The study period ranged from June 2012-December 2014. The total number of patients was eight. The study was conducted in Coimbatore medical college hospital after ethical committee approval. Ipsilateral fracture of the hip and shaft of the femur were included in our study. All the patients had plain radiographs of the pelvis including both hips, thigh including knee and hip joint. Both orthopaedic and non orthopaedic associated injuries are documented. Hip fractures were classified into two main groups, neck and peritrochanter. They were further classified into Garden (neck fractures) and Boyd and Griffin (trochanter). The femoral shaft fractures were also classified with Winquist classification of comminution, [13] site and also into open or closed fractures. Once the patient’s general condition stabilized, they were treated with various operative procedures like reconstruction nail, long proximal femoral nail. (PFN), long dynamic hip screw (DHS) plate and cancellous screws with retrograde intramedullary nailing. In our series, other systemic injuries were found in 4 patients. Two patients had more than three bone fractures. One patient had head injury. Spinal and epidural anesthesia were used in 6 and 2 patients respectively. Reconstruction nails were used for 3 of our patients. While using reconstruction nail, the proximal fracture is fixed first with cephalic screws followed by distal femoral locking. Internal rotation may be necessary to reduce the hip fracture into anatomical position, [14] and this can be done by first fixing the femoral shaft fracture. [15] Dynamic hip screw (DHS) and Long DHS plate fixation was used in 2 patients. Both of them had femoral shaft fractured at the level of proximal 3rd of the femur. Hence we decided to use DHS to fix both fractures. In one case DHS was used for trochanteric fracture fixation, and compression plate for femoral shaft fracture fixation. Minimally displaced trochanteric fracture was fixed first and the shaft was fixed next. Long proximal femoral nail was used in one patient to fix both the fractures. In one patient wound debridement and external fixation was done. Once constitutional symptoms, erythrocyte sedimentation rate and C- reactive protein were normal, femoral neck fracture was fixed with AO cancellous screws. While the soft tissues around the shaft fracture site healed, external fixator was removed and later fixation done with retrograde intramedullary interlocking nailing. After the operation, patients were allowed to ambulate with partial weight bearing as early as possible. Quadriceps strengthening and knee-motion exercise were encouraged. Patients were followed-up in the outpatient department at 4-6 week intervals to assess the clinical and radio graphical fracture healing processes. Protected weight bearing was advised until bony union. Radio graphical union was defined as bridging trabeculae across the fracture site or solid callus with cortical density connecting both fracture fragments. Nonunion was defined as a fracture site which remained unhealed one year after treatment or a fracture which required a second surgery to achieve union. [4, 16] Functional results (Table 1) were assessed according to the Friedman and Wyman classification.[7]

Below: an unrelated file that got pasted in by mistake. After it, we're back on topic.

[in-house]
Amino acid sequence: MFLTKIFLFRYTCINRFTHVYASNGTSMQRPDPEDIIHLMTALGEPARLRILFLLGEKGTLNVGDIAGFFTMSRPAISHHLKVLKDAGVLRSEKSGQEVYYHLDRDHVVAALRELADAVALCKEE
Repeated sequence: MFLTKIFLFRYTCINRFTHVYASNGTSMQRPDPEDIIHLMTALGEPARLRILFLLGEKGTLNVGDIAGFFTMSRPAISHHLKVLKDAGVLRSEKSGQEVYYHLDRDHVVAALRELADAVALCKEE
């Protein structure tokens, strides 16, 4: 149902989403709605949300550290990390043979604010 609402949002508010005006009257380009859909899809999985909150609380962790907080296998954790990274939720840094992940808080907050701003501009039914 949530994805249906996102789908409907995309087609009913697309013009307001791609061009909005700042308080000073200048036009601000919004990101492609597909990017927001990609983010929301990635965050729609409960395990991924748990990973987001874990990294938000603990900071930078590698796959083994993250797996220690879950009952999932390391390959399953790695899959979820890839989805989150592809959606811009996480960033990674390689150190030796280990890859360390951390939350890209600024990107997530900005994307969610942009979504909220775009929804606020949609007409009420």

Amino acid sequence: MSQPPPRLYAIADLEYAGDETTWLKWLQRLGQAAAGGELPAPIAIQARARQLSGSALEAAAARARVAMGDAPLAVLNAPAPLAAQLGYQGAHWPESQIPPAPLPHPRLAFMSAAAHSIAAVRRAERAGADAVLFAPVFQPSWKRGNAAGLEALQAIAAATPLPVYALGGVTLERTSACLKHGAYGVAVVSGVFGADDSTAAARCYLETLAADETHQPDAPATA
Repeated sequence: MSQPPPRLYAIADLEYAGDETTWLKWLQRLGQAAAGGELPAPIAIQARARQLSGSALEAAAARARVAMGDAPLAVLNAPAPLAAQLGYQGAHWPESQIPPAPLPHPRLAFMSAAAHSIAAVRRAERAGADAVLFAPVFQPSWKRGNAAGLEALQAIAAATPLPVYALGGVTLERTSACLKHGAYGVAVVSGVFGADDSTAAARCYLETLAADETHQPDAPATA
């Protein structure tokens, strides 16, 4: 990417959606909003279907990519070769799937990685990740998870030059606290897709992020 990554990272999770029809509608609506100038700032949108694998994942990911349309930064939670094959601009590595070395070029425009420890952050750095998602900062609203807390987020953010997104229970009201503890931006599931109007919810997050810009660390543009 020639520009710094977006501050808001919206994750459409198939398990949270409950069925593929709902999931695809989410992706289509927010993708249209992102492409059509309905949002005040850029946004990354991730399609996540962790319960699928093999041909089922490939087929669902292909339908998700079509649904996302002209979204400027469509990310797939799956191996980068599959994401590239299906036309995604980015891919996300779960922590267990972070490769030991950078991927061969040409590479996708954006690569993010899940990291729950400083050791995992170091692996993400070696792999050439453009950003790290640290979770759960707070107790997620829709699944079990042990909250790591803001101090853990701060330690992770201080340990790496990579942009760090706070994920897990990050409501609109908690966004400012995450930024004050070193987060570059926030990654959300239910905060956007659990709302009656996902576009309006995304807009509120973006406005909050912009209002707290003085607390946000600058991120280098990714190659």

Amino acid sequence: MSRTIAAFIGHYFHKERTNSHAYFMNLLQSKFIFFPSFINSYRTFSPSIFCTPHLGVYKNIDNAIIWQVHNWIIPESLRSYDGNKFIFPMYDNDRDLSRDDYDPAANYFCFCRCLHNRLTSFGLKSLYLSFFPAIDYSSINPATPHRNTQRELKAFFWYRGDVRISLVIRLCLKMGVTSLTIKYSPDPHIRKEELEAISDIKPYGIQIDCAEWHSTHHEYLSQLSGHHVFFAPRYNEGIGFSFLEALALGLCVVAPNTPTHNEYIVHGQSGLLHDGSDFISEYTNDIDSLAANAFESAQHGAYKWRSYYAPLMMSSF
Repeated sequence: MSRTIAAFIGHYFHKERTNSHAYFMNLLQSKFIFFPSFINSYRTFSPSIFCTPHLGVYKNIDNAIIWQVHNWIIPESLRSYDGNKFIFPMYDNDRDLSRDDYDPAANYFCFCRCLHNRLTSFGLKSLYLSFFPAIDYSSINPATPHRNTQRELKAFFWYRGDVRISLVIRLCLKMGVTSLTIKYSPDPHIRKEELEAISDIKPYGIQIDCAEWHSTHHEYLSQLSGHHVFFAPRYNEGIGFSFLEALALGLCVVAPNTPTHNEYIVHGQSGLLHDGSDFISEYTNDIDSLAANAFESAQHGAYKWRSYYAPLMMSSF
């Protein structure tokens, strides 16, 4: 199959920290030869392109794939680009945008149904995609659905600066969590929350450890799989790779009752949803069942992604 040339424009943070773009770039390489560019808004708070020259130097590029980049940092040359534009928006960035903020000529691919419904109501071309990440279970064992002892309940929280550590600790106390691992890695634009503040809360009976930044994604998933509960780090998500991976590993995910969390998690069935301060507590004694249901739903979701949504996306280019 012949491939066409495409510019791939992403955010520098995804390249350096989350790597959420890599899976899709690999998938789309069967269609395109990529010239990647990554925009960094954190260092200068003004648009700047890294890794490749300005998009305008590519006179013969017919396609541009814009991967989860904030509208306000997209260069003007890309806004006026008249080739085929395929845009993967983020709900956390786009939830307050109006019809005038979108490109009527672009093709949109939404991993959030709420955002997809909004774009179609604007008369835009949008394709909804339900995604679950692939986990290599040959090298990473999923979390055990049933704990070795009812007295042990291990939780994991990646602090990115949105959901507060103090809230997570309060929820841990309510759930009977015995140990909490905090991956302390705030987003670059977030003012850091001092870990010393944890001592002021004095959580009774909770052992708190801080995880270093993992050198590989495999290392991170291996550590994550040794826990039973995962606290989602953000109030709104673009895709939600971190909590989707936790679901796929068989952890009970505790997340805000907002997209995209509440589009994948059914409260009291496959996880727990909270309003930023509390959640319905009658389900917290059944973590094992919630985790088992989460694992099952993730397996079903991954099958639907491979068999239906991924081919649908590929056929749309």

RESULTS

The diagnosis of neck fracture was not delayed in our series. Hip fractures were classified into two main groups, neck (n = 2) and peritrochanter (n = 6). Among the femoral shaft fractures 3 were open fractures. The data of shaft fracture pattern and grading of comminution are described below [Table 2 and 3] Mean duration of surgery is 140 min. Average blood loss is 450 ml. The mean union time was 3.0 months (range 1.5- 7.0 months) for hip fractures and 8.5 months (range 6-11 months) for shaft fractures. Time of fixation was generally within 7 days, expect one patient who was operated on 10 th day due to head injury. Complications were knee stiffness (two patients) and one deep wound infection. Three patients had non-union of the shaft of the femur. In our series on two year follow up, femoral head osteonecrosis was not encountered even in a single case. Fat embolism was also not encountered in our series. Results (Table 4) were evaluated based on the criteria adopted by Friedman and Wyman classification.[7] Four patients (50%) had a good functional result, two patients (25%) had fair result and in two patients the result (25%) was poor.

DISCUSSION